Viruses are much smaller than bacteria. They are alive, but not in the same sense as bacteria.
Viruses can reproduce and multiply in numbers, but only within another living cell. They can survive for a time outside a living cell and be transferred from one place (or person) to another. However, they will not increase in number until they penetrate the cells of another living creature. Therefore, they will not multiply in the inanimate (non-living) environment, although they may survive.
Diseases caused by viruses are measles, chickenpox, hepatitis B, herpes, acquired immune deficiency syndrome (AIDS) and the common cold. Scientists have developed vaccines against many common viruses (e.g. measles, mumps and hepatitis B), which can usually prevent us from acquiring these diseases.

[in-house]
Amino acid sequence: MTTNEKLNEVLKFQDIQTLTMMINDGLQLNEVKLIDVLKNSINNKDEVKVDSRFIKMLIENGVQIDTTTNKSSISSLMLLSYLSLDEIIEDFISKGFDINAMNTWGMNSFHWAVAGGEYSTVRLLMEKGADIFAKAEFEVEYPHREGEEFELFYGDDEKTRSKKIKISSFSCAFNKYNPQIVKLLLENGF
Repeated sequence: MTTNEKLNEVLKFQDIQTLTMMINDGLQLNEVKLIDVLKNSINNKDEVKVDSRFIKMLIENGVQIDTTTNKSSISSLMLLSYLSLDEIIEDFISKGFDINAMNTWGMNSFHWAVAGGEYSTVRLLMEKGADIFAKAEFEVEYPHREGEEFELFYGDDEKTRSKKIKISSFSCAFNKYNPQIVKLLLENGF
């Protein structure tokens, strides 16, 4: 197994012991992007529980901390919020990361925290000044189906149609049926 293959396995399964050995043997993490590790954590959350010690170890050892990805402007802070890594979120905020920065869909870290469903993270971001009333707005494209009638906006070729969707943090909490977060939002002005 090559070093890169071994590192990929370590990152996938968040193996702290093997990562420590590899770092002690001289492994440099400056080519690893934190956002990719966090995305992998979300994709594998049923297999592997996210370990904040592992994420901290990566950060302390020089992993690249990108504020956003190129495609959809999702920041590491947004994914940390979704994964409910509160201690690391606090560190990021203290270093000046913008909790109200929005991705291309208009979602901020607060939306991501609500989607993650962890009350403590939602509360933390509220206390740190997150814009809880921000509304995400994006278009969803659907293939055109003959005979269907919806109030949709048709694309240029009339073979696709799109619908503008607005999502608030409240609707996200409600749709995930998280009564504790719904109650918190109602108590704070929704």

Most viruses are quite susceptible to drying and will die off in a matter of a few hours on dry surfaces. One exception is the hepatitis B virus, which can survive for years on a dry surface.
Current evidence shows SARS-Cov-2 or Covid-19 can also spread after infected people sneeze,
cough on, or touch surfaces, or objects, such as tables, doorknobs and handrails. Other people may become infected by touching these contaminated surfaces, then touching their eyes, noses or mouths without having cleaned their hands first. Hand hygiene is vital as it has been shown Covid-19 can live on skin for up to 9 hours.